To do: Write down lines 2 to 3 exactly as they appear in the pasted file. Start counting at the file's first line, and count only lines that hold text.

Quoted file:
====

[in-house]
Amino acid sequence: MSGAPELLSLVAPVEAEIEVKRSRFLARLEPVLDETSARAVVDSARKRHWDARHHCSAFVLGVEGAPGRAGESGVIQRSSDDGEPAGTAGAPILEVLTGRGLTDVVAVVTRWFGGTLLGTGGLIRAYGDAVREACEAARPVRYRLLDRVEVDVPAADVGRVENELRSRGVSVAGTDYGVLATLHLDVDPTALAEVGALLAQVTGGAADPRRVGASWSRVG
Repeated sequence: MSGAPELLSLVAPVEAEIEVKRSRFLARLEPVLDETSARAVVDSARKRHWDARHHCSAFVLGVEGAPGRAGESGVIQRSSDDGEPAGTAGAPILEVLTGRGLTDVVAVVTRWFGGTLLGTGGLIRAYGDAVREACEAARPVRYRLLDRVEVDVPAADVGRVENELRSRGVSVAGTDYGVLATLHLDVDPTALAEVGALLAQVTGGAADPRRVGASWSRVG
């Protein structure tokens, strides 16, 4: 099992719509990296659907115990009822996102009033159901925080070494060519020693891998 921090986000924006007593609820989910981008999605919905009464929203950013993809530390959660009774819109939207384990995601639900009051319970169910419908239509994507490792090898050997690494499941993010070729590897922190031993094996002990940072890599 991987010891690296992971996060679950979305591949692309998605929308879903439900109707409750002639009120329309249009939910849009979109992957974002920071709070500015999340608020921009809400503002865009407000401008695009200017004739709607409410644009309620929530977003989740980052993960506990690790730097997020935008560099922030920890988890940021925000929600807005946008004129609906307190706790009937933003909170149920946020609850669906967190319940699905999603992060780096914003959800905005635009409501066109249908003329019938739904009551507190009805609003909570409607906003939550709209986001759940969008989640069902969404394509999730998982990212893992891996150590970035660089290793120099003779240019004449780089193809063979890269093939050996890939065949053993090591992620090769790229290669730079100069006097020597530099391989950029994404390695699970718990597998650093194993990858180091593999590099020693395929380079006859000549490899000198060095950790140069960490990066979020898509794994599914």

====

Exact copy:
Amino acid sequence: MSGAPELLSLVAPVEAEIEVKRSRFLARLEPVLDETSARAVVDSARKRHWDARHHCSAFVLGVEGAPGRAGESGVIQRSSDDGEPAGTAGAPILEVLTGRGLTDVVAVVTRWFGGTLLGTGGLIRAYGDAVREACEAARPVRYRLLDRVEVDVPAADVGRVENELRSRGVSVAGTDYGVLATLHLDVDPTALAEVGALLAQVTGGAADPRRVGASWSRVG
Repeated sequence: MSGAPELLSLVAPVEAEIEVKRSRFLARLEPVLDETSARAVVDSARKRHWDARHHCSAFVLGVEGAPGRAGESGVIQRSSDDGEPAGTAGAPILEVLTGRGLTDVVAVVTRWFGGTLLGTGGLIRAYGDAVREACEAARPVRYRLLDRVEVDVPAADVGRVENELRSRGVSVAGTDYGVLATLHLDVDPTALAEVGALLAQVTGGAADPRRVGASWSRVG